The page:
Motivated or Obsessed? What’s the Difference
Even the most “perfect” weight loss program won’t work without one key factor: being motivated. If you aren’t at least a little into what you’re doing—choosing healthier foods, going for an evening walk or other healthy decisions—you just won’t do it. According to the Journal of Personality and Social Psychology, some researchers call this type of positive motivation “passion.”
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We’ve all met someone who is into health and fitness in this passionate way; they’re into it and they talk about it! And they seem to enjoy their new lifestyle. It’s the kind of lifestyle change that many people who start losing weight are striving to achieve. The Journal of Personality and Social Psychology has defined this kind of passion as something that is “significant in their lives, something that they like, and something at which they spend time on a regular basis.”
This type of passion for an activity is called “harmonious passion,” and it’s the good kind. You enjoy the activity—in this case, eating healthy and exercising—and you’re motivated to do it and in control. You may read about weight loss strategies, look for healthy new recipes or chat with others about exercise routines. However, you have the ability to stop. Your passion for a healthy lifestyle is in harmony with the rest of your life.
A passion to be healthier may seem like a positive quality. However, there’s a potential dark side to passion: Obsession. This isn’t the kind of “obsessed” that characters in teen comedies feel about their crush. It’s the kind of passion for an activity that’s out of your control. According to the Journal of Personality and Social Psychology, your passion may be an obsession when you start prioritizing your new activity over other important things in your life. It typically develops when there is some sort of internal or external pressure connected to the activity. “Obsessive passion” creates conflict, both with others in your life and within yourself. You also might begin to feel like you need to punish yourself for not indulging your passion or for not being “perfect.”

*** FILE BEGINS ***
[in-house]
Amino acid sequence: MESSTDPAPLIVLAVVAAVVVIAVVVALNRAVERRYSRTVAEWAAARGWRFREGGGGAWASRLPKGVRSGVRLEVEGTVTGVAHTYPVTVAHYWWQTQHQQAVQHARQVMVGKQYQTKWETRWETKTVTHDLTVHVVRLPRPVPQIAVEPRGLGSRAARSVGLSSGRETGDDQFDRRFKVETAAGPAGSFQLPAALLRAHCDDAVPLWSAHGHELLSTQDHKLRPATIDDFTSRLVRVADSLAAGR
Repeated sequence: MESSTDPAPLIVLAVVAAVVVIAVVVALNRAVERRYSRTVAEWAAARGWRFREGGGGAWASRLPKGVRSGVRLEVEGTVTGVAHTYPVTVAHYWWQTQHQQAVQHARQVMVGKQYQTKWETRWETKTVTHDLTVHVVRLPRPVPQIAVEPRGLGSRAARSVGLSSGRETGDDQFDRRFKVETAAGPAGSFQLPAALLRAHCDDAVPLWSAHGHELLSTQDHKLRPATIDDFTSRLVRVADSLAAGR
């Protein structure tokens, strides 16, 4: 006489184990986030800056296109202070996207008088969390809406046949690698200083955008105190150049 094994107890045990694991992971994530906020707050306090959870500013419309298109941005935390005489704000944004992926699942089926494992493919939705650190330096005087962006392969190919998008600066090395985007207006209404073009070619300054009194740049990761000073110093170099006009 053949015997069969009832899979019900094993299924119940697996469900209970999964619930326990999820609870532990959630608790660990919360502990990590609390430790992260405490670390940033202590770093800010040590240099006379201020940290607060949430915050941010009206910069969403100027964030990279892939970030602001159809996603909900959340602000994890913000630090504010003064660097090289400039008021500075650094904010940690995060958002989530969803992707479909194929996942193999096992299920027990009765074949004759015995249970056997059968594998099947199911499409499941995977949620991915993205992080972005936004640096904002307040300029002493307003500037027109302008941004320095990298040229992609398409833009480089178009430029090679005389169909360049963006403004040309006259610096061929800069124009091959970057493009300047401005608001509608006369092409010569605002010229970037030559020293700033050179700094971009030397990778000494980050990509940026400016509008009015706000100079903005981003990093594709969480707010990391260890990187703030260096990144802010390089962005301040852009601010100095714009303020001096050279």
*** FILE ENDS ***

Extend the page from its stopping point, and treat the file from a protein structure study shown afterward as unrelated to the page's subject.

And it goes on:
Perfection is another pressure that can get dangerous: When the idea of doing something “perfectly” is based on a self-created idea of what perfect means for you, it may be healthy. However, it can be dangerous when you’re motivated by society’s ideas of perfection, says research published in the Personality and Social Psychology Bulletin.
The pressure to eat or act “perfectly” can actually lead to disordered eating, even if that obsession seems “healthy.” According to the journal Eating and Weight Disorders, orthorexia nervosa is a relatively new disorder focused on “clean eating.” It is typically associated with people who score highly on a desire for perfection and shares similar qualities to other eating disorders.
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Are you Motivated or Obsessed?
Being motivated to get healthy is great. However, letting that motivation turn into an obsession can dangerous. So, check in with yourself: Do you get more pleasure or pain from your weight loss journey? If you’re making sacrifices in your life to achieve your weight loss goals, are they big sacrifices that can have negative consequences? Or small ones that still allow you to thrive? Do you feel like you can take a break from your weight loss program for a day or two?
If you’re ever feeling like you can’t control your drive to eat healthy and lose weight or that your weight loss plan has started to infringe on important events and appointments in your life, talk to your doctor. You should also speak with your physician if you feel like you need to punish yourself for not eating “perfectly.” Passion is crucial but keeping it—and you—healthy is far more important.
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